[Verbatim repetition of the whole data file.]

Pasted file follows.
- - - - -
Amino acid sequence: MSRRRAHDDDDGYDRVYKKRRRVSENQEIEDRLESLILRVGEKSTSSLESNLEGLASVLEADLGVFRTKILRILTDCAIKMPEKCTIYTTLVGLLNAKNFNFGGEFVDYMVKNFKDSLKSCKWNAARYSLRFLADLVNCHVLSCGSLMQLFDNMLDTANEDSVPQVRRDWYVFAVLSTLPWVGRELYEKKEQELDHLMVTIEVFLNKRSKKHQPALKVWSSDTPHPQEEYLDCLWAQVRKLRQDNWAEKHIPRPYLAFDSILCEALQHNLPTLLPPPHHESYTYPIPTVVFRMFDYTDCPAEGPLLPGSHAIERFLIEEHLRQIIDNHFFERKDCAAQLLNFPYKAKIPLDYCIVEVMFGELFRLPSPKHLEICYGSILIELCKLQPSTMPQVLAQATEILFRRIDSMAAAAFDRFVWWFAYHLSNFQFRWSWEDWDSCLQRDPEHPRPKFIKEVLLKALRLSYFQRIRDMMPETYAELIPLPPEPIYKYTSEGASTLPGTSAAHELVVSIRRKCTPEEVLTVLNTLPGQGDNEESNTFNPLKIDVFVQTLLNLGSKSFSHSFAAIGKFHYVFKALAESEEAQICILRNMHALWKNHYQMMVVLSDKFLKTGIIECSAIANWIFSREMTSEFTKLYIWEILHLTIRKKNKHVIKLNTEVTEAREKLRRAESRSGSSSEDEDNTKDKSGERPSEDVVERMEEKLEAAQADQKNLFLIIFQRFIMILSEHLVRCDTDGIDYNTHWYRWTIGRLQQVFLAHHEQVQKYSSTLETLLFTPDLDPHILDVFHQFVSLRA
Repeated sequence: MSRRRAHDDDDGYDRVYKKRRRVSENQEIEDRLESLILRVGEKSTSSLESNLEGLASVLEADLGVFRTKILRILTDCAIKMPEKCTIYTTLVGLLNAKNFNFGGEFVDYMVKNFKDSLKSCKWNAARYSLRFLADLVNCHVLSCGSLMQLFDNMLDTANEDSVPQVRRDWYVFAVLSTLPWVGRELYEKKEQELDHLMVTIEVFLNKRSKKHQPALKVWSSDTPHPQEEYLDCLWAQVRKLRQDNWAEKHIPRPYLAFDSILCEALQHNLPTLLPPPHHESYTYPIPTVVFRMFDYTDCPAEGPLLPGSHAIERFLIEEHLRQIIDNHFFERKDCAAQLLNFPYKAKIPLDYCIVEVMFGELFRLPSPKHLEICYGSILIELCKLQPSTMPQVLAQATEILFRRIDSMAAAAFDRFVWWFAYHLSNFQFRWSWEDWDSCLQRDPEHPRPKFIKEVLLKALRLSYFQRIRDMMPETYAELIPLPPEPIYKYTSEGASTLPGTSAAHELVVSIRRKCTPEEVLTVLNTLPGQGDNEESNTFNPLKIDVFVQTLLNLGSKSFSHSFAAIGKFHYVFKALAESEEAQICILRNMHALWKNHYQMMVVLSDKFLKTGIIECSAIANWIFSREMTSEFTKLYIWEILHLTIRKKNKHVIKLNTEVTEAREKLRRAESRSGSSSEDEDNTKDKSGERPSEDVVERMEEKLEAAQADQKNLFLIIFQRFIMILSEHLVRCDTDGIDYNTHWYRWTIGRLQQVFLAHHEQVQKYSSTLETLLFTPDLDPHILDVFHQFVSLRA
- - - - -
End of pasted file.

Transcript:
Amino acid sequence: MSRRRAHDDDDGYDRVYKKRRRVSENQEIEDRLESLILRVGEKSTSSLESNLEGLASVLEADLGVFRTKILRILTDCAIKMPEKCTIYTTLVGLLNAKNFNFGGEFVDYMVKNFKDSLKSCKWNAARYSLRFLADLVNCHVLSCGSLMQLFDNMLDTANEDSVPQVRRDWYVFAVLSTLPWVGRELYEKKEQELDHLMVTIEVFLNKRSKKHQPALKVWSSDTPHPQEEYLDCLWAQVRKLRQDNWAEKHIPRPYLAFDSILCEALQHNLPTLLPPPHHESYTYPIPTVVFRMFDYTDCPAEGPLLPGSHAIERFLIEEHLRQIIDNHFFERKDCAAQLLNFPYKAKIPLDYCIVEVMFGELFRLPSPKHLEICYGSILIELCKLQPSTMPQVLAQATEILFRRIDSMAAAAFDRFVWWFAYHLSNFQFRWSWEDWDSCLQRDPEHPRPKFIKEVLLKALRLSYFQRIRDMMPETYAELIPLPPEPIYKYTSEGASTLPGTSAAHELVVSIRRKCTPEEVLTVLNTLPGQGDNEESNTFNPLKIDVFVQTLLNLGSKSFSHSFAAIGKFHYVFKALAESEEAQICILRNMHALWKNHYQMMVVLSDKFLKTGIIECSAIANWIFSREMTSEFTKLYIWEILHLTIRKKNKHVIKLNTEVTEAREKLRRAESRSGSSSEDEDNTKDKSGERPSEDVVERMEEKLEAAQADQKNLFLIIFQRFIMILSEHLVRCDTDGIDYNTHWYRWTIGRLQQVFLAHHEQVQKYSSTLETLLFTPDLDPHILDVFHQFVSLRA
Repeated sequence: MSRRRAHDDDDGYDRVYKKRRRVSENQEIEDRLESLILRVGEKSTSSLESNLEGLASVLEADLGVFRTKILRILTDCAIKMPEKCTIYTTLVGLLNAKNFNFGGEFVDYMVKNFKDSLKSCKWNAARYSLRFLADLVNCHVLSCGSLMQLFDNMLDTANEDSVPQVRRDWYVFAVLSTLPWVGRELYEKKEQELDHLMVTIEVFLNKRSKKHQPALKVWSSDTPHPQEEYLDCLWAQVRKLRQDNWAEKHIPRPYLAFDSILCEALQHNLPTLLPPPHHESYTYPIPTVVFRMFDYTDCPAEGPLLPGSHAIERFLIEEHLRQIIDNHFFERKDCAAQLLNFPYKAKIPLDYCIVEVMFGELFRLPSPKHLEICYGSILIELCKLQPSTMPQVLAQATEILFRRIDSMAAAAFDRFVWWFAYHLSNFQFRWSWEDWDSCLQRDPEHPRPKFIKEVLLKALRLSYFQRIRDMMPETYAELIPLPPEPIYKYTSEGASTLPGTSAAHELVVSIRRKCTPEEVLTVLNTLPGQGDNEESNTFNPLKIDVFVQTLLNLGSKSFSHSFAAIGKFHYVFKALAESEEAQICILRNMHALWKNHYQMMVVLSDKFLKTGIIECSAIANWIFSREMTSEFTKLYIWEILHLTIRKKNKHVIKLNTEVTEAREKLRRAESRSGSSSEDEDNTKDKSGERPSEDVVERMEEKLEAAQADQKNLFLIIFQRFIMILSEHLVRCDTDGIDYNTHWYRWTIGRLQQVFLAHHEQVQKYSSTLETLLFTPDLDPHILDVFHQFVSLRA